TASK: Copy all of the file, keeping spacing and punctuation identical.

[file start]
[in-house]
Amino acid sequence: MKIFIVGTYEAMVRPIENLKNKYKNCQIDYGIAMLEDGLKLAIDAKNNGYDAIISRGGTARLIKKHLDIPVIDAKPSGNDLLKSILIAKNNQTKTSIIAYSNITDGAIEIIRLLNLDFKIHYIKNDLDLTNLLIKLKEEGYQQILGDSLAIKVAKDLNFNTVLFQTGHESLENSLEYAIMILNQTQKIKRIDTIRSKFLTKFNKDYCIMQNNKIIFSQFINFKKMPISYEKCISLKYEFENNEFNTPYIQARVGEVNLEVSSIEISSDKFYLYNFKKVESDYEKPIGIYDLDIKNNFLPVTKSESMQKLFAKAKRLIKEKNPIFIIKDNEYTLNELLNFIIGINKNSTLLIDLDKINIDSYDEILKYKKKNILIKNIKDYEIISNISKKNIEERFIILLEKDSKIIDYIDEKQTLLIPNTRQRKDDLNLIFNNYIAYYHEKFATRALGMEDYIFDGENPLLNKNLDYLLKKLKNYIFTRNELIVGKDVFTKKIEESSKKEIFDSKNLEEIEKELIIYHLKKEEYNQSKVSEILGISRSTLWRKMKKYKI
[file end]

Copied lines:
[in-house]
Amino acid sequence: MKIFIVGTYEAMVRPIENLKNKYKNCQIDYGIAMLEDGLKLAIDAKNNGYDAIISRGGTARLIKKHLDIPVIDAKPSGNDLLKSILIAKNNQTKTSIIAYSNITDGAIEIIRLLNLDFKIHYIKNDLDLTNLLIKLKEEGYQQILGDSLAIKVAKDLNFNTVLFQTGHESLENSLEYAIMILNQTQKIKRIDTIRSKFLTKFNKDYCIMQNNKIIFSQFINFKKMPISYEKCISLKYEFENNEFNTPYIQARVGEVNLEVSSIEISSDKFYLYNFKKVESDYEKPIGIYDLDIKNNFLPVTKSESMQKLFAKAKRLIKEKNPIFIIKDNEYTLNELLNFIIGINKNSTLLIDLDKINIDSYDEILKYKKKNILIKNIKDYEIISNISKKNIEERFIILLEKDSKIIDYIDEKQTLLIPNTRQRKDDLNLIFNNYIAYYHEKFATRALGMEDYIFDGENPLLNKNLDYLLKKLKNYIFTRNELIVGKDVFTKKIEESSKKEIFDSKNLEEIEKELIIYHLKKEEYNQSKVSEILGISRSTLWRKMKKYKI